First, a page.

4.3.  cr_nofallback_route(carrier, domain, prefix_matching, rewrite_user,
hash_source, descavp)

   This function searches for the longest match for the user given in
   prefix_matching at the given domain in the given carrier tree. The
   Request URI is rewritten using rewrite_user and the given hash source
   and algorithm. Returns -1 if there is no data found or an empty rewrite
   host on the longest match is found. On success also the description is
   stored in the given AVP (if obmitted, nothing is stored in an AVP).
   This is useful if you need some additional informations that belongs to
   each gw, like the destination or the number of channels. This function
   is only usable with rewrite_user and prefix_matching containing a valid
   string. This string needs to be numerical if the match_mode parameter
   is set to 10.

   It uses the standard CRC32 algorithm to calculate the hash values. In
   contrast to the normal cr_route function the backup rules of (now
   obselete) cr_prime_route is used. This means not the configured
   probabilities will be used, only a fixed hash distribution. This makes
   sense to distribute incoming register requests e.g. to a bunch of
   registrar servers. If one of the hash targets is not available and
   backup rule is configured, the function will return -1.

   Meaning of the parameters is as follows:
     * carrier - The routing tree to be used. Additional to a string any
       pseudo-variable could be used as input.
     * domain - Name of the routing domain to be used. Additional to a
       string any pseudo-variable could be used as input.
     * prefix_matching - User name to be used for prefix matching in the
       routing tree. Additional to a string any pseudo-variable could be
       used as input.
     * rewrite_user - The user name to be used for applying the rewriting
       rule. Usually this is the user part of the request URI. Additional
       to a string any pseudo-variable could be used as input.
     * hash_source - The hash values of the destination set must be a
       contiguous range starting at 1, limited by the configuration
       parameter max_targets. Possible values for hash_source are:
       call_id, from_uri, from_user, to_uri and to_user.
     * descavp - Name of the AVP where to store the description. This
       parameter is optional.

4.4.  cr_next_domain(carrier, domain, prefix_matching, host, reply_code,
dstavp)

   This function searches for the longest match for the user given in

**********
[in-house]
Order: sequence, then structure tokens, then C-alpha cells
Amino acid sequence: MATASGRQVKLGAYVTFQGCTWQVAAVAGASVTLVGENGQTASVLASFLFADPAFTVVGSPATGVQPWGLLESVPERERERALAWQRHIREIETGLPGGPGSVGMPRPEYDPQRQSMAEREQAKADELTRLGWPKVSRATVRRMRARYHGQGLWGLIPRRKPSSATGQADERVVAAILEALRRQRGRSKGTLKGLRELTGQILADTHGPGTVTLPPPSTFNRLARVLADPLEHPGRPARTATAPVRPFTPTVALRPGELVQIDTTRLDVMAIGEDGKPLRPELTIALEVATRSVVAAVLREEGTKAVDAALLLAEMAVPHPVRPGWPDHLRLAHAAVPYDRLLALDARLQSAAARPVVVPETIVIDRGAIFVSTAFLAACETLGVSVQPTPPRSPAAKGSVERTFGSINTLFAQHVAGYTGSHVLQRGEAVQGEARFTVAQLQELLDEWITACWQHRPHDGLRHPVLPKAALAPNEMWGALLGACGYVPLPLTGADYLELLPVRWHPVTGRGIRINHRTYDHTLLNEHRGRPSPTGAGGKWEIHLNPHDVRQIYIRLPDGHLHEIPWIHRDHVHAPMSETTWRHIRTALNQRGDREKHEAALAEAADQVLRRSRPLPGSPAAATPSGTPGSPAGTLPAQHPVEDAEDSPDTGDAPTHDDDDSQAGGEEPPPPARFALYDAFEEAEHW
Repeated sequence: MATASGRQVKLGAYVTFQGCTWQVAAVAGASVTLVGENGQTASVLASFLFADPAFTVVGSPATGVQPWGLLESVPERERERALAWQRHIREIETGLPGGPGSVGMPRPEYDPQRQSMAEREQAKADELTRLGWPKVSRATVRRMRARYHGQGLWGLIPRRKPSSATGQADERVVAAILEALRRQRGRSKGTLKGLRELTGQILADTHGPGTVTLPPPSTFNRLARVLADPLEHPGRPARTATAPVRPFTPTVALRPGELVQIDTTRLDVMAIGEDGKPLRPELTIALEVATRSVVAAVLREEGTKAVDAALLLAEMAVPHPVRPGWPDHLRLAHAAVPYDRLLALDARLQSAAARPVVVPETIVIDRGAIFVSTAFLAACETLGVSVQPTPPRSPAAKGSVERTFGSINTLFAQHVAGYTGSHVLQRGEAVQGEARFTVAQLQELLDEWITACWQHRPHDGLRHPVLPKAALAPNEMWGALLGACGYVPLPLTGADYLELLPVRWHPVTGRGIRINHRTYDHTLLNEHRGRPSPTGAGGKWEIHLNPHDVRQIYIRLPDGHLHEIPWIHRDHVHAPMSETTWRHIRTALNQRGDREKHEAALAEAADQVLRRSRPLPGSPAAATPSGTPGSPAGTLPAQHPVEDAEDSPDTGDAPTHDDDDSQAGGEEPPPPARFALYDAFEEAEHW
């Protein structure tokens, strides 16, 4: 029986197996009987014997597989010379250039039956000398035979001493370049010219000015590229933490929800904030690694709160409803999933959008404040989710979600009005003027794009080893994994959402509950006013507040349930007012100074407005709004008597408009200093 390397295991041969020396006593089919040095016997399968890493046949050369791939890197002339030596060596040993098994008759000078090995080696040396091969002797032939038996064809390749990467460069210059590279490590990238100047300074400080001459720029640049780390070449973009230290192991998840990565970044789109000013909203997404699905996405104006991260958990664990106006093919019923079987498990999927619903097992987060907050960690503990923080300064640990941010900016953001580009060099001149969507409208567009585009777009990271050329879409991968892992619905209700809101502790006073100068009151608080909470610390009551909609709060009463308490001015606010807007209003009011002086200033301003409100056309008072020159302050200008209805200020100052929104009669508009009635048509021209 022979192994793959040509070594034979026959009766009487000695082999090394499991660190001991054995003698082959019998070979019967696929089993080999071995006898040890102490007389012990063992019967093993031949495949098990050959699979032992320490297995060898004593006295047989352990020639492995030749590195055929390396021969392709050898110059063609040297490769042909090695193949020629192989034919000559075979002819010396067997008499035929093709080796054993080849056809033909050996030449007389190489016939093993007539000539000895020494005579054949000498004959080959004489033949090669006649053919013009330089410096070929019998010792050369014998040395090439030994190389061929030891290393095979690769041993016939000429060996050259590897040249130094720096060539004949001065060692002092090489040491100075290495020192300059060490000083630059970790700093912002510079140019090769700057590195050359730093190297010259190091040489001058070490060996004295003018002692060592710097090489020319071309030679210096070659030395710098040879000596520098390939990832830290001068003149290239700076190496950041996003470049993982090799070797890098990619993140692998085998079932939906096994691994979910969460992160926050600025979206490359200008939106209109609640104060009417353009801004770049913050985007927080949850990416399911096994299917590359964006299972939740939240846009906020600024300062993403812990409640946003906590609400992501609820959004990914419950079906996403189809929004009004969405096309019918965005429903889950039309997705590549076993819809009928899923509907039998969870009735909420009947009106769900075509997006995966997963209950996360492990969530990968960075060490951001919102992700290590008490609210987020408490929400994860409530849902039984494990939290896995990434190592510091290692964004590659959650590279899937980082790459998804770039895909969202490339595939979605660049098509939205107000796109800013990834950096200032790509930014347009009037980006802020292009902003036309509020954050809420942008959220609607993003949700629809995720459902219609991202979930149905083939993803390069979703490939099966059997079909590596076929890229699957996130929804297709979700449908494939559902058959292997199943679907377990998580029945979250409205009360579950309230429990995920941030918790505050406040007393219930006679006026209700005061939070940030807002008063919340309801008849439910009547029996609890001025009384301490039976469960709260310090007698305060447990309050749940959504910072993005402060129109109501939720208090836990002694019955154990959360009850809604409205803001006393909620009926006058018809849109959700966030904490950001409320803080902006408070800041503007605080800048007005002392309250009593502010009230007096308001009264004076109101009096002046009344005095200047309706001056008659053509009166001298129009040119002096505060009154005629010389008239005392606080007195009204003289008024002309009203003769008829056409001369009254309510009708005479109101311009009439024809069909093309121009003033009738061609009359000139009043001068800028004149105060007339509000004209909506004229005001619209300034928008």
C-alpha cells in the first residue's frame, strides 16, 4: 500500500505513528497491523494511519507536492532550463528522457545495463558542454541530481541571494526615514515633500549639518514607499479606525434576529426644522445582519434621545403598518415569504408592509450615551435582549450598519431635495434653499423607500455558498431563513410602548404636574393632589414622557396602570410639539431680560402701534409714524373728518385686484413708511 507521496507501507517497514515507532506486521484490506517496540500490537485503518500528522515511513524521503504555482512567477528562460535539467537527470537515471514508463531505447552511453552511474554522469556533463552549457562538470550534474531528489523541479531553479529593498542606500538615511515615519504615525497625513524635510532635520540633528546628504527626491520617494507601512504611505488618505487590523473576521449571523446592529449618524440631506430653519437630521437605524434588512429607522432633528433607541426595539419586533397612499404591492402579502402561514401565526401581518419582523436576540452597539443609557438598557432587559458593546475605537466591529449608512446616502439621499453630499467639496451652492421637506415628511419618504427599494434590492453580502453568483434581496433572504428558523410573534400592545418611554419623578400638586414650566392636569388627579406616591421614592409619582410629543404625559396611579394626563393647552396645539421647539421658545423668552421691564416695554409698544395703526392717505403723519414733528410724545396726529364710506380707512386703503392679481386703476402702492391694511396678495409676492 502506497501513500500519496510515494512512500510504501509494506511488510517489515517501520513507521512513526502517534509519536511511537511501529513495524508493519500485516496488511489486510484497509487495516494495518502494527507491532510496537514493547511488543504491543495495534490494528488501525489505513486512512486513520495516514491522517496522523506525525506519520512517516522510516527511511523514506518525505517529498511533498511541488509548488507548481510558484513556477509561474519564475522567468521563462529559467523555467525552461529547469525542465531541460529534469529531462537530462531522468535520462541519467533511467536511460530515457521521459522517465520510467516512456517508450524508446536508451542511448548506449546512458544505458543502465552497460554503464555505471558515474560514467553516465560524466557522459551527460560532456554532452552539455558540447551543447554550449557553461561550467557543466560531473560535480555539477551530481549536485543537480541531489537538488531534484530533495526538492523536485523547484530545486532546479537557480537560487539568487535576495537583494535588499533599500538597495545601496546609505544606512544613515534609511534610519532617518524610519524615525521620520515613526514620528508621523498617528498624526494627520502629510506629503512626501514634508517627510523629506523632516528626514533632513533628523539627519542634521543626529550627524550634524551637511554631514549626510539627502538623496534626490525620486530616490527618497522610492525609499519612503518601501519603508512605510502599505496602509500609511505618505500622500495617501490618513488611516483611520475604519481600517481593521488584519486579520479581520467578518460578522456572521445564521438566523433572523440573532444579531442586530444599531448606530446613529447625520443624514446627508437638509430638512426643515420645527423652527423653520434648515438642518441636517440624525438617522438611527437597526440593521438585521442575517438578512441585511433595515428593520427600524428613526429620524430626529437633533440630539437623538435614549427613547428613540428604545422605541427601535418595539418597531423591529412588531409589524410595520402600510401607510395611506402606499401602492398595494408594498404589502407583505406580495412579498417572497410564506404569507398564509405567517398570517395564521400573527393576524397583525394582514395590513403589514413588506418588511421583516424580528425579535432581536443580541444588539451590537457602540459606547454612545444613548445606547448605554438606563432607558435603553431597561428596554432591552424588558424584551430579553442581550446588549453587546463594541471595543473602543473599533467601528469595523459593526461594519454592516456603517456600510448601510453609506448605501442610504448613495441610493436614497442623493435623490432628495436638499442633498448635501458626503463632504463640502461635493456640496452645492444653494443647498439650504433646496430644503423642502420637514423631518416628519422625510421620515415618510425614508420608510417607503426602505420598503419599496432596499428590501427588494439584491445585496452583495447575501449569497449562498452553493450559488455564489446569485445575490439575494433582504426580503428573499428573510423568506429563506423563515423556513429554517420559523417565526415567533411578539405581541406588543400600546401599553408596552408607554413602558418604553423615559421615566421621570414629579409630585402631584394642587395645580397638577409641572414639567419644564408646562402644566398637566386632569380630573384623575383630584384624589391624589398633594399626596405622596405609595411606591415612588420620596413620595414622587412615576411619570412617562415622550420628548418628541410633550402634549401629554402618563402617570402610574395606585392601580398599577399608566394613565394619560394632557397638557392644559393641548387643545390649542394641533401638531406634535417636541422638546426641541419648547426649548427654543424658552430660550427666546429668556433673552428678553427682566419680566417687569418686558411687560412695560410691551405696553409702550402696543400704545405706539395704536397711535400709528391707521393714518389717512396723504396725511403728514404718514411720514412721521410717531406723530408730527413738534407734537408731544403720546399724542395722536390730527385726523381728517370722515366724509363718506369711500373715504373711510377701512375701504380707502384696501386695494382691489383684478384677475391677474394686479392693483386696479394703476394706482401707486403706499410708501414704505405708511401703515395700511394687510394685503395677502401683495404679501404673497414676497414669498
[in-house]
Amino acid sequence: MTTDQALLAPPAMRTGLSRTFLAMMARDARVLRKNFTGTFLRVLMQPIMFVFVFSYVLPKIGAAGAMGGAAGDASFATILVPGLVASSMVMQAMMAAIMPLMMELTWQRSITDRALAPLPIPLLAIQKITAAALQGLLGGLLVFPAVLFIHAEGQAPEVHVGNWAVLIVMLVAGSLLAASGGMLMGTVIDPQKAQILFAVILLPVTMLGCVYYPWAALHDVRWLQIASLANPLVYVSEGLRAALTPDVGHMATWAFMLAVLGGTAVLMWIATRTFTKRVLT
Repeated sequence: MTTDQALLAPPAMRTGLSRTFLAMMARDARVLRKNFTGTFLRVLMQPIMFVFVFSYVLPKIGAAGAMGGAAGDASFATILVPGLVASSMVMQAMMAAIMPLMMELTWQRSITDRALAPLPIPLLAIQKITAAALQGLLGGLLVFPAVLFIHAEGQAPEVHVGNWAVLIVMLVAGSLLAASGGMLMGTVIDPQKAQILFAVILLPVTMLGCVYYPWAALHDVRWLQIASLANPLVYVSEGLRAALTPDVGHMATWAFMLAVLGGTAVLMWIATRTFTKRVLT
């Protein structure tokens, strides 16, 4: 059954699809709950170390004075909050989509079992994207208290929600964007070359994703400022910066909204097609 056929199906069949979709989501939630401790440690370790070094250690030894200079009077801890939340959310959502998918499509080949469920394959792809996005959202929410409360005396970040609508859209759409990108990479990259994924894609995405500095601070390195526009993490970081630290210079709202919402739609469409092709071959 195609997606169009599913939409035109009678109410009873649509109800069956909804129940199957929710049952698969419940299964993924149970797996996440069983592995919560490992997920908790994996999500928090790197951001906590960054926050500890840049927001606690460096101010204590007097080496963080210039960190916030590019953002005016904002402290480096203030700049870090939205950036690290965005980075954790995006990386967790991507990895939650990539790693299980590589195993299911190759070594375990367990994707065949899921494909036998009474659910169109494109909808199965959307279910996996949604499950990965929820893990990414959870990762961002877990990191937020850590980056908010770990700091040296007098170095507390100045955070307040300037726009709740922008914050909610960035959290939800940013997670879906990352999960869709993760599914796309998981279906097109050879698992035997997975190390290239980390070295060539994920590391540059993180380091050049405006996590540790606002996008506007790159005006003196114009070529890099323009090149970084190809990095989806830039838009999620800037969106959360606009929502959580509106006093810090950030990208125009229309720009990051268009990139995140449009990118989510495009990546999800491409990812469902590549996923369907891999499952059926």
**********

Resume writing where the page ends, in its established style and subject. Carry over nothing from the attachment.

prefix_matching at the given domain in the given carrier failure tree.
   It tries to find a next domain matching the given host, reply_code and
   the message flags. The matching is done in this order: host, reply_code
   and then flags. The more wildcards in reply_code and the more bits used
   in flags, the lower the priority. Returns -1 if there is no data found
   or an empty next_domain on the longest match is found. Otherwise the
   next domain is stored in the given AVP. This function is only usable
   with rewrite_user and prefix_matching containing a valid string. This
   string needs to be numerical if the match_mode parameter is set to 10.

   Meaning of the parameters is as follows:
     * carrier - The routing tree to be used. Additional to a string any
       pseudo-variable could be used as input.
     * domain - Name of the routing domain to be used. Additional to a
       string any pseudo-variable could be used as input.
     * prefix_matching - User name to be used for prefix matching in the
       routing tree. Additional to a string any pseudo-variable could be
       used as input.
     * host - The host name to be used for failure route rule matching.
       Usually this is the last tried routing destination stored in an avp
       by cr_route. Additional to a string any pseudo-variable could be
       used as input.
     * reply_code - The reply code to be used for failure route rule
       matching. Additional to a string any pseudo-variable could be used
       as input.
     * dstavp - Name of the AVP where to store the next routing domain.

5. MI Commands

   5.1. cr_reload_routes
   5.2. cr_dump_routes
   5.3. cr_replace_host
   5.4. cr_deactivate_host
   5.5. cr_activate_host
   5.6. cr_add_host
   5.7. cr_delete_host

   All commands understand the "-?" parameter to print a short help
   message. The options have to be quoted as one string to be passed to MI
   interface. Each option except host and new host can be wildcarded by *
   (but only * and not things like "-d prox*").

5.1. cr_reload_routes

   This command reloads the routing data from the data source.

   Important: When new domains have been added, a restart of the server
   must be done, because the mapping of the ids used in the config script
   cannot be updated at runtime at the moment. So a reload could result in
   a wrong routing behaviour, because the ids used in the script could
   differ from the one used internally from the server. Modifying of